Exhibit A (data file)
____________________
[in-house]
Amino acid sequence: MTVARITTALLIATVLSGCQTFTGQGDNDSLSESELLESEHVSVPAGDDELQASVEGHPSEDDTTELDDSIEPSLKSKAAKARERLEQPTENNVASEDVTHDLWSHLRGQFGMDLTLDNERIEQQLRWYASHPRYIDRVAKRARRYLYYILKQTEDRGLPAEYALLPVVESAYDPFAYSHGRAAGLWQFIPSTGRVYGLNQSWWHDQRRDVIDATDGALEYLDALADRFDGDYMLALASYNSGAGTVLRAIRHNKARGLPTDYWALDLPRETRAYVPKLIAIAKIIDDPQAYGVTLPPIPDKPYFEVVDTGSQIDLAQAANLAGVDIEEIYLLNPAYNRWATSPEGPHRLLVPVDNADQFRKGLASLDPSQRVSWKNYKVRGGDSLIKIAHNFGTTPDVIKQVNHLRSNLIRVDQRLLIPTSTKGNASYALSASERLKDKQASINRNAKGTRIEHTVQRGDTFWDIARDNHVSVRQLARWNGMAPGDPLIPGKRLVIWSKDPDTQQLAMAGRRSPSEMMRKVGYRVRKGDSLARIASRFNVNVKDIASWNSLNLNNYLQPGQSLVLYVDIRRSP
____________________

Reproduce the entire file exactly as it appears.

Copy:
[in-house]
Amino acid sequence: MTVARITTALLIATVLSGCQTFTGQGDNDSLSESELLESEHVSVPAGDDELQASVEGHPSEDDTTELDDSIEPSLKSKAAKARERLEQPTENNVASEDVTHDLWSHLRGQFGMDLTLDNERIEQQLRWYASHPRYIDRVAKRARRYLYYILKQTEDRGLPAEYALLPVVESAYDPFAYSHGRAAGLWQFIPSTGRVYGLNQSWWHDQRRDVIDATDGALEYLDALADRFDGDYMLALASYNSGAGTVLRAIRHNKARGLPTDYWALDLPRETRAYVPKLIAIAKIIDDPQAYGVTLPPIPDKPYFEVVDTGSQIDLAQAANLAGVDIEEIYLLNPAYNRWATSPEGPHRLLVPVDNADQFRKGLASLDPSQRVSWKNYKVRGGDSLIKIAHNFGTTPDVIKQVNHLRSNLIRVDQRLLIPTSTKGNASYALSASERLKDKQASINRNAKGTRIEHTVQRGDTFWDIARDNHVSVRQLARWNGMAPGDPLIPGKRLVIWSKDPDTQQLAMAGRRSPSEMMRKVGYRVRKGDSLARIASRFNVNVKDIASWNSLNLNNYLQPGQSLVLYVDIRRSP